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My Angular app has an index.html with simply a <div ng-view></div> inside the body. On load, the user is presented with a login screen from a single partial view, served via $routeProvider, and on login success the route changes to the loggedin partial:

$routeProvider.
    when('/login', {templateUrl: 'partials/login.html',   controller: 'LoginCtrl'}).
    when('/loggedin', {templateUrl: 'partials/loggedin_part.html', controller: 'UserCtrl'}).
    otherwise({redirectTo: '/login'});

Once logged in however I want three separate partials displayed at the same time: infobar, nav and main (main would be interchangable with whichever nav item was currently being viewed). Currently in my loggedin_part.html I have:

<ng-include src="'partials/infobar_part.html'"></ng-include>
<ng-include src="'partials/nav_part.html'"></ng-include>
<ng-include src="'partials/main_part.html'"></ng-include>

My question is, is there a more efficient way to serve up via $routeProvider different sub views? With my current method I would be creating 'holder' partials, such as the loggedin_part.html above for each nav item/route, i.e. (hypothetical):

loggedin_admin_part.html

<ng-include src="'partials/infobar_part.html'"></ng-include>
<ng-include src="'partials/nav_part.html'"></ng-include>
<ng-include src="'partials/admin_part.html'"></ng-include>

route

$routeProvider.
    when('/login', {templateUrl: 'partials/login.html',   controller: 'LoginCtrl'}).
    when('/loggedin', {templateUrl: 'partials/loggedin_part.html', controller: 'UserCtrl'}).
    when('/admin', {templateUrl: 'partials/loggedin_admin_part.html', controller: 'AdminCtrl'}).
    otherwise({redirectTo: '/login'});

and so on for each nav group. Is it possible to skip out the 'holder' partials and just serve multiple partials per route conditional? Something like (note, I'm aware the syntax is wrong, it's the idea I'm trying to illustrate):

$routeProvider.
    when('/login', {templateUrl: 'partials/login.html',   controller: 'LoginCtrl'}).
    when('/loggedin', {templateUrl: 'partials/infobar_part.html', 'partials/nav_part.html', 'partials/main_part.html', controller: 'UserCtrl'}).
    when('/admin', {templateUrl: 'partials/infobar_part.html', 'partials/nav_part.html', 'partials/admin_part.html', controller: 'AdminCtrl'}).
    otherwise({redirectTo: '/login'});
share|improve this question

1 Answer 1

up vote 3 down vote accepted

I would solve this problem changing what you consider a partial is.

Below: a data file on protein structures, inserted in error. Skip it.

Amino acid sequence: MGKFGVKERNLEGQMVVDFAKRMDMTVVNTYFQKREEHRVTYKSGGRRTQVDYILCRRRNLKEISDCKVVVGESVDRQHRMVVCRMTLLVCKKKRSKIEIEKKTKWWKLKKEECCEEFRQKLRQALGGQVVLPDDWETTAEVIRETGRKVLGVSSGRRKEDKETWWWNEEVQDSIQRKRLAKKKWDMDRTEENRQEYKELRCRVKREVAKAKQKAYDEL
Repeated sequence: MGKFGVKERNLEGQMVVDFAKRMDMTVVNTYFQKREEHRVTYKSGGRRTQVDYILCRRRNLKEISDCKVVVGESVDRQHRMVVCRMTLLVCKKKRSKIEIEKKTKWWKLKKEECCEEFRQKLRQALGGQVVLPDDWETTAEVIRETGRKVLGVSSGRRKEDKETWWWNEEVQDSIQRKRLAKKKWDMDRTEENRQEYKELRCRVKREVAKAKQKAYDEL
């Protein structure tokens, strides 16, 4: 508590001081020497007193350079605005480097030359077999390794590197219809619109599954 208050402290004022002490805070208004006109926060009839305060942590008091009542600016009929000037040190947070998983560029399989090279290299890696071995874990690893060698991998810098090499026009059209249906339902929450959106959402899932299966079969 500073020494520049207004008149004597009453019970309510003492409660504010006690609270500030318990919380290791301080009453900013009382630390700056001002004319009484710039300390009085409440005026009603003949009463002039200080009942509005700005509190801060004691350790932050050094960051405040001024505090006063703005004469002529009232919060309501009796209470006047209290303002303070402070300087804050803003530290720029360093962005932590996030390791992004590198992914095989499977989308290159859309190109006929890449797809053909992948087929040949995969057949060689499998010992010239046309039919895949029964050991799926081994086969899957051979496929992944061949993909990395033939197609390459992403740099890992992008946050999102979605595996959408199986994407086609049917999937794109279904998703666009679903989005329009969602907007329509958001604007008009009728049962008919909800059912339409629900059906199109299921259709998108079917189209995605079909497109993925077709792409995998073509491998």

For instance: Don't think about 'login' and 'logedIn' as two different partials. You could use a partial called, for instance, loginStatus_bar. This partial have two (or more) possible states (login, loggedIn, etc...)

In your 'loginStatus_bar' partial you write all the possible bars and you use ng-show, ng-hide for conditionally showing what is necessary.

Something like this (where 'isLoggedIn' is a boolean in the scope):

<div ng-show="isLoggedIn" ng-controller="loggedInBar" >
</div>
<div ng-hide="isLoggedIn" ng-controller="loginBar" >
</div>

In this way, you don't even need a route, because, probably the 'loginStatus_bar' partial is going to be always visible in your application in one state or other.

share|improve this answer
    
I see what you're saying, however if I don't use the $routeProvider, how can I maintain deep linking throughout the site? Won't this solution make the back and forward buttons redundant, ideally I don't want this to happen? –  Fisu Feb 19 '13 at 12:18
    
Of course, you have to use $routeProvider! But for the main content of your app, not (if you choose this way to work) for the top and navigation bars. I would use three <div> in your main page, one per section (topBar, mainContent, navigationBar) and I would use $routeProvider for changing the mainContent. Sorry if I was not clear enough. After all, if we follow a REST paradigm, the URI should reflect the content of the application, not the state. –  Robert Feb 19 '13 at 13:04
    
Yes, I think I've got it now, thanks! –  Fisu Feb 20 '13 at 6:32

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